|کد مقاله||کد نشریه||سال انتشار||مقاله انگلیسی||ترجمه فارسی||نسخه تمام متن|
|91634||159824||2016||7 صفحه PDF||سفارش دهید||دانلود رایگان|
• This article analyzes relationships between stakeholders´perception about ecosystem services and mixed forests in a case study in Poland;
• We collected data through a questionnaire survey and carried out a statistical analysis through an ordered logit model;
• We found out that stakeholders with higher preferences for biodiversity, landscape and carbon sequestration tend to prefer mixed forests over monocultures;
• We highlight that being an organized stakeholder, compared to other non-organized local dweller, increases the chance to prefer mixed forests to monocultures.
Mixed forests are thought to provide a wide range of ecosystem services for human well-being and their effectiveness, compared to monocultures, is broadly recognized in the literature. Mixed forests may increase the multifunctionality, providing a wide range of ecosystem services such as hazard protection, carbon sequestration, nature conservation and landscape values. Before undertaking a process of conversion of monocultures into mixed forests it is important to learn about perceptions of local stakeholders for mixed forests in comparison to monocultures, in order to understand their needs and identify possible sources of conflicts. In the present work, we investigate the personal perceptions about the effectiveness of mixed forests when compared to monocultures, in terms of provisioning of ecosystem services, with the aid of an ordered logit model. In addition, we highlight the fact that belonging to a particular category of organized stakeholders contribute to perceive mixed forests positively, compared to non-organized local dwellers. Results show that people acknowledging the importance of some non-productive forest ecosystem services are more likely to prefer mixed forests. Moreover, personal attitudes towards ecosystem services seem to be much more related to the degree of preference for mixed forests than other socio-economic variables, such as gender and education. Finally, another evidence of this contribution is that belonging to a precisely defined group of stakeholders considerably increases the probability to prefer mixed forests, compared to ordinary citizens.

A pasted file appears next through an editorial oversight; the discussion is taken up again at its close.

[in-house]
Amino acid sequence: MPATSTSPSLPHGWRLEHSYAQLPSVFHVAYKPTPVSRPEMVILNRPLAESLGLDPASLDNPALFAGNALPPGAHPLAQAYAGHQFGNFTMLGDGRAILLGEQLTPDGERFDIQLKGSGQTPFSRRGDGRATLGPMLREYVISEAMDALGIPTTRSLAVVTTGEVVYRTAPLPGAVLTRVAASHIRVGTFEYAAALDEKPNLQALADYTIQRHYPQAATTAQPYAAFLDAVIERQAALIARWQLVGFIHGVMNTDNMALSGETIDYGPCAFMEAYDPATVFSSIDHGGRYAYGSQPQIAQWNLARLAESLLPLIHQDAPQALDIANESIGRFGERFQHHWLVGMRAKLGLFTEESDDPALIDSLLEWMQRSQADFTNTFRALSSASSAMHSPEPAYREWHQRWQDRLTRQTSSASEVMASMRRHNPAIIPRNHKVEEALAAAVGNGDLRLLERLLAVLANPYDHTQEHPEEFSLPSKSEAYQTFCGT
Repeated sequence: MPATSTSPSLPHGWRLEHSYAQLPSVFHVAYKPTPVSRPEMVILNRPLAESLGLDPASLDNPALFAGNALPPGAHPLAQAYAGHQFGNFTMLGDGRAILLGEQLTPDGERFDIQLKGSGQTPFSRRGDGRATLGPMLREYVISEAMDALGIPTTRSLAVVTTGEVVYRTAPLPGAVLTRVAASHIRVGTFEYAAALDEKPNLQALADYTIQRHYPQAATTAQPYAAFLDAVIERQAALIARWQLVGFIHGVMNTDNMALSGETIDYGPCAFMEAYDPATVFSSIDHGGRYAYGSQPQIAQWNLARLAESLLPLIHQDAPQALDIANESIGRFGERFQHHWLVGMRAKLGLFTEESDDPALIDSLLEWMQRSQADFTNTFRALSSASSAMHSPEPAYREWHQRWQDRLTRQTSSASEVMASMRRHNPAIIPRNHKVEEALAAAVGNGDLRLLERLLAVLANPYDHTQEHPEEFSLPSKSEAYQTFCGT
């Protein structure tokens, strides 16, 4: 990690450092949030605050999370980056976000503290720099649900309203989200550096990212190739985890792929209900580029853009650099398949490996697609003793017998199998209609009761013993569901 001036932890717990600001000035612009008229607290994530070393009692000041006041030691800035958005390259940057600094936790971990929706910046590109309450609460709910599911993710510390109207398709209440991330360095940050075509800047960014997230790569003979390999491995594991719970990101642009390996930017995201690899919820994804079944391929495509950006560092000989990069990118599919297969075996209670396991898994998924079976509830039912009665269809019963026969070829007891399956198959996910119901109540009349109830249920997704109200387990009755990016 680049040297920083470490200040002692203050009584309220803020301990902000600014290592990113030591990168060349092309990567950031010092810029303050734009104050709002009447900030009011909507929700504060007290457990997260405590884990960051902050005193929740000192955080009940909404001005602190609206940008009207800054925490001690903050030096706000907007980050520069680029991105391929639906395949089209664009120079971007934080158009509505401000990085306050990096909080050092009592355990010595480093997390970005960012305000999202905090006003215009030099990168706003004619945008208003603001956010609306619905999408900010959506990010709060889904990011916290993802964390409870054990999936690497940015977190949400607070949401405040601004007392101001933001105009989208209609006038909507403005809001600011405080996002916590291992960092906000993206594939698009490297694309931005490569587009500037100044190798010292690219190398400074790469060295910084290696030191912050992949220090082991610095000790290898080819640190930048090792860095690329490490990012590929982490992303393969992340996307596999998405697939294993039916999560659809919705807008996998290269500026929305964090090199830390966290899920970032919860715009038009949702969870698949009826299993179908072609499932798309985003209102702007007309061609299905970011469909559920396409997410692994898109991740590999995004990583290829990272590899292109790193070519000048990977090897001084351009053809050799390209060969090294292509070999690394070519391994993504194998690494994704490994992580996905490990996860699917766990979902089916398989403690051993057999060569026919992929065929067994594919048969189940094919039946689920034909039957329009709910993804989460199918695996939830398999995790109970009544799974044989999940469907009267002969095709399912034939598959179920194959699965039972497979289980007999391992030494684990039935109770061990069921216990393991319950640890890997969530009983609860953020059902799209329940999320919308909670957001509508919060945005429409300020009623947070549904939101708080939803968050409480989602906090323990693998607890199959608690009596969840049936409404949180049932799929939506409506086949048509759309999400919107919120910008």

Journal: Forest Policy and Economics - Volume 66, May 2016, Pages 11–17